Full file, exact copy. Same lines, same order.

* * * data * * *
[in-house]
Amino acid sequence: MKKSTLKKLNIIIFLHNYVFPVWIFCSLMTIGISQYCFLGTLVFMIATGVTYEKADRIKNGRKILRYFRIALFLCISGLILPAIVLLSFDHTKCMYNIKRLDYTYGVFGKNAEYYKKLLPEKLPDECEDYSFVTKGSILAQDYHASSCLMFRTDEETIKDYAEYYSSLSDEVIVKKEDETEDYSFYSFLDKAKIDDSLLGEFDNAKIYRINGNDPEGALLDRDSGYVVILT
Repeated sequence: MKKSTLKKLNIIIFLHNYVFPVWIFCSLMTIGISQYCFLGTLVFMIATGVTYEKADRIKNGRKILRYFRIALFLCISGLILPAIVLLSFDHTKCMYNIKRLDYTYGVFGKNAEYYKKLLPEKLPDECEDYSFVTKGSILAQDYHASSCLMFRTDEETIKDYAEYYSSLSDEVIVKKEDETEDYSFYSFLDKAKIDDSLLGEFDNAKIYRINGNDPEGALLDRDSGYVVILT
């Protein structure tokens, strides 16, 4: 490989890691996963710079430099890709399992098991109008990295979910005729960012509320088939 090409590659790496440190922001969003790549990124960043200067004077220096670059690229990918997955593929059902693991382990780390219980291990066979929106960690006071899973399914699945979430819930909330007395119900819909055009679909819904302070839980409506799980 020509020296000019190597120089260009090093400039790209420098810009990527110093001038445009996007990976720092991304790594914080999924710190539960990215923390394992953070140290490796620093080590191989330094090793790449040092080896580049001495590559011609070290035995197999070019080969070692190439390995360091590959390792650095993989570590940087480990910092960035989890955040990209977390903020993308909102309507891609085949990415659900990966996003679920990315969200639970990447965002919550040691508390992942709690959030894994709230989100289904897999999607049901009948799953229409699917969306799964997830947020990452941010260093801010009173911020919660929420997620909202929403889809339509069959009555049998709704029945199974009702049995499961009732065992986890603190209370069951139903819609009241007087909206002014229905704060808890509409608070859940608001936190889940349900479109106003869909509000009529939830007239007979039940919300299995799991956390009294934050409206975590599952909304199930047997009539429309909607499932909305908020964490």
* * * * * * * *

[in-house]
Amino acid sequence: MKKSTLKKLNIIIFLHNYVFPVWIFCSLMTIGISQYCFLGTLVFMIATGVTYEKADRIKNGRKILRYFRIALFLCISGLILPAIVLLSFDHTKCMYNIKRLDYTYGVFGKNAEYYKKLLPEKLPDECEDYSFVTKGSILAQDYHASSCLMFRTDEETIKDYAEYYSSLSDEVIVKKEDETEDYSFYSFLDKAKIDDSLLGEFDNAKIYRINGNDPEGALLDRDSGYVVILT
Repeated sequence: MKKSTLKKLNIIIFLHNYVFPVWIFCSLMTIGISQYCFLGTLVFMIATGVTYEKADRIKNGRKILRYFRIALFLCISGLILPAIVLLSFDHTKCMYNIKRLDYTYGVFGKNAEYYKKLLPEKLPDECEDYSFVTKGSILAQDYHASSCLMFRTDEETIKDYAEYYSSLSDEVIVKKEDETEDYSFYSFLDKAKIDDSLLGEFDNAKIYRINGNDPEGALLDRDSGYVVILT
């Protein structure tokens, strides 16, 4: 490989890691996963710079430099890709399992098991109008990295979910005729960012509320088939 090409590659790496440190922001969003790549990124960043200067004077220096670059690229990918997955593929059902693991382990780390219980291990066979929106960690006071899973399914699945979430819930909330007395119900819909055009679909819904302070839980409506799980 020509020296000019190597120089260009090093400039790209420098810009990527110093001038445009996007990976720092991304790594914080999924710190539960990215923390394992953070140290490796620093080590191989330094090793790449040092080896580049001495590559011609070290035995197999070019080969070692190439390995360091590959390792650095993989570590940087480990910092960035989890955040990209977390903020993308909102309507891609085949990415659900990966996003679920990315969200639970990447965002919550040691508390992942709690959030894994709230989100289904897999999607049901009948799953229409699917969306799964997830947020990452941010260093801010009173911020919660929420997620909202929403889809339509069959009555049998709704029945199974009702049995499961009732065992986890603190209370069951139903819609009241007087909206002014229905704060808890509409608070859940608001936190889940349900479109106003869909509000009529939830007239007979039940919300299995799991956390009294934050409206975590599952909304199930047997009539429309909607499932909305908020964490």